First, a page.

Summer 2017, did you even happen? One day the kids were out of school, the next they were back in. None of us is happy about it. We had picked the hottest day of 2017 to discuss this, and we were grouchy. We sat and silently sipped iced tea in the shade of our backyard stone pine. At length, I said, “Look, we may not have had a summer vacation, but we live in Southern California, a place tourists come from all over to see. Let’s fill our fall weekends with day-trips.
Rich Uncle Max is coming for Labor Day. He’s always been one of those old dudes who can hang around young people and somehow not come off as creepy or embarrassing. So we’re a little tempted to set him loose at the Pier Pressure Labor Day Weekend San Diego Mega-Yacht Party, on board the $10 million, 1000-person luxury yacht San Diego Spirit.
All the kids coveted Steve’s care packages from his mom — homemade walnut–chocolate chip cookies, twice wrapped individually in plastic wrap and shipped by the dozens in freezer bags. Mouths watered as he sliced open the box in the college cafeteria. Thankfully, I was on Steve’s “good” list. It’s amazing how one little homemade treat in the midst of college life and terrible cafeteria food makes your day. Our son headed off for college last week and care packages are on this mama’s brain.
Muck Rack makes it simple to find people, tweets, or articles that mention any name, keyword, company, hashtag etc. We've compiled this guide to help you make the most of your search.
Selecting a term
Start searching tweets, articles from media outlets, articles mentioned in tweets, journalists'
names, titles and bios with some suggested searches:
Companies or Topics (e.g. iPhone, Microsoft)
Phrases (e.g. "cloud computing") — use quotes to keep the terms together
Twitter handles (e.g. @username) — returns those who have mentioned or replied to
Names (e.g. "David Pogue")
Hashtags (e.g. #sxsw, #london2012)
Bio details (e.g. vegan, Olympics, father)
Muck Rack's Advanced Search allows for many boolean operators.
Find results that mention multiple specified terms, use AND or
+. For example, ensure each result contains both Elon Musk and Mark Zuckerberg by
searching Obama AND Romney or Obama + Romney.
Use the operators OR or , to broaden your search when you'd like either of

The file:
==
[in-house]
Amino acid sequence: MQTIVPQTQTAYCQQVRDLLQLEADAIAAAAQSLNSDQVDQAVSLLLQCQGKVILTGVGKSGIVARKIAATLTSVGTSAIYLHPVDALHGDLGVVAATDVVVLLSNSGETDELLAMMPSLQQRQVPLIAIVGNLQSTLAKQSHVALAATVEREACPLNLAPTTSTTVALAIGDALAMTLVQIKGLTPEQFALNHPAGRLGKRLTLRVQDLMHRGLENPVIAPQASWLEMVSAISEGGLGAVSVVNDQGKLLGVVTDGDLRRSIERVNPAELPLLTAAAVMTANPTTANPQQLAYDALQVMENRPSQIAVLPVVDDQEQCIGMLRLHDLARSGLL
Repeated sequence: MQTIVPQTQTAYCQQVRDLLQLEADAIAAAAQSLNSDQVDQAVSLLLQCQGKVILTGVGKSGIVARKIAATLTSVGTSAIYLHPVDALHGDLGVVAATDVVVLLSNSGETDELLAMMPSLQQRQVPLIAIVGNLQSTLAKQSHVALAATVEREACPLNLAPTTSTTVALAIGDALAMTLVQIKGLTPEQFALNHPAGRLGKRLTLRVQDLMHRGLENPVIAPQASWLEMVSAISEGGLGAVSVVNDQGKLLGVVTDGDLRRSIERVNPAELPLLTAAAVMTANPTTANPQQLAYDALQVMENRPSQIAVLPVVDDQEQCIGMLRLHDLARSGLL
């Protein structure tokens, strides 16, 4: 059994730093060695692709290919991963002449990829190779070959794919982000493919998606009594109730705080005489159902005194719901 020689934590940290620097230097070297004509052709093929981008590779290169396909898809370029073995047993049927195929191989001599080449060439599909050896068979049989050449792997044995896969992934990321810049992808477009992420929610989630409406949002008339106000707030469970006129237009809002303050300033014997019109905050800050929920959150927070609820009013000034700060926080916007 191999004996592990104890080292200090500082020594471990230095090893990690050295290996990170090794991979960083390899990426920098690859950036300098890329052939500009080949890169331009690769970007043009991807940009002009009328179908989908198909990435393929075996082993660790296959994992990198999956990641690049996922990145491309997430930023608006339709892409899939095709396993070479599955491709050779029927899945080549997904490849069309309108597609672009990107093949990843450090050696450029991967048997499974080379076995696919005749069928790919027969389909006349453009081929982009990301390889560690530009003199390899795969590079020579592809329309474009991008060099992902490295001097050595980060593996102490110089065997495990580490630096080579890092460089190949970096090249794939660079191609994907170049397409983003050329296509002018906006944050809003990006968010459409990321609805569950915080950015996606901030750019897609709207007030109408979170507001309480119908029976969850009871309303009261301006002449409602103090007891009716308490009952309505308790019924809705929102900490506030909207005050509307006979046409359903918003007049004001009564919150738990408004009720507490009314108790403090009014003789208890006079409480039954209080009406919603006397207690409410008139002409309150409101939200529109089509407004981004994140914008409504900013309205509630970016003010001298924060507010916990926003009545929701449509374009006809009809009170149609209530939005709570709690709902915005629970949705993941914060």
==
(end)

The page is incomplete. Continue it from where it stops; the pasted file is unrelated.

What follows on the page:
multiple terms to appear in results. (This is the default behavior of our search when no operators
are used.) For example, search for democrat OR republican to find results that refer to
Democrats and/or Republicans.
Use NOT or - to subtract results from your search. For
example, searching Disney will yield results about the Walt Disney Company as well as Walt Disney
World Resort. To exclude mentions of Disney World, search for Disney -World or Disney
When using one of these operators with a phrase, enclose it in quotation marks. For example, you can
find results about smartphones excluding Apple's iPhone 4S by searching smartphone -"iPhone
Exact case matching or punctuation
If you're searching for a brand name or keyword that relies on specific punctuation marks or capitalization, you can
find results that match your exact query by adding matchcase: before the keyword you're searching for, like matchcase:E*TRADE .
Use parentheses to separate multiple
boolean phrases. For example, to find journalists talking about having fun in Disney World or
Disneyland, search for ("disney world" OR disneyland) AND fun.
An asterisk can be used to search for any variation of a root word truncated by the asterisk. For example, searching for admin* will return results for administrator, administration, administer, administered, etc.
A near operator is an AND operator where you can control the distance between the words. You can vary the distance the near operation uses by adding a forward slash and number (between 0-99) such as strawberries NEAR/10 "whipped cream", which means the strawberries must exist within 10 words of "whipped cream".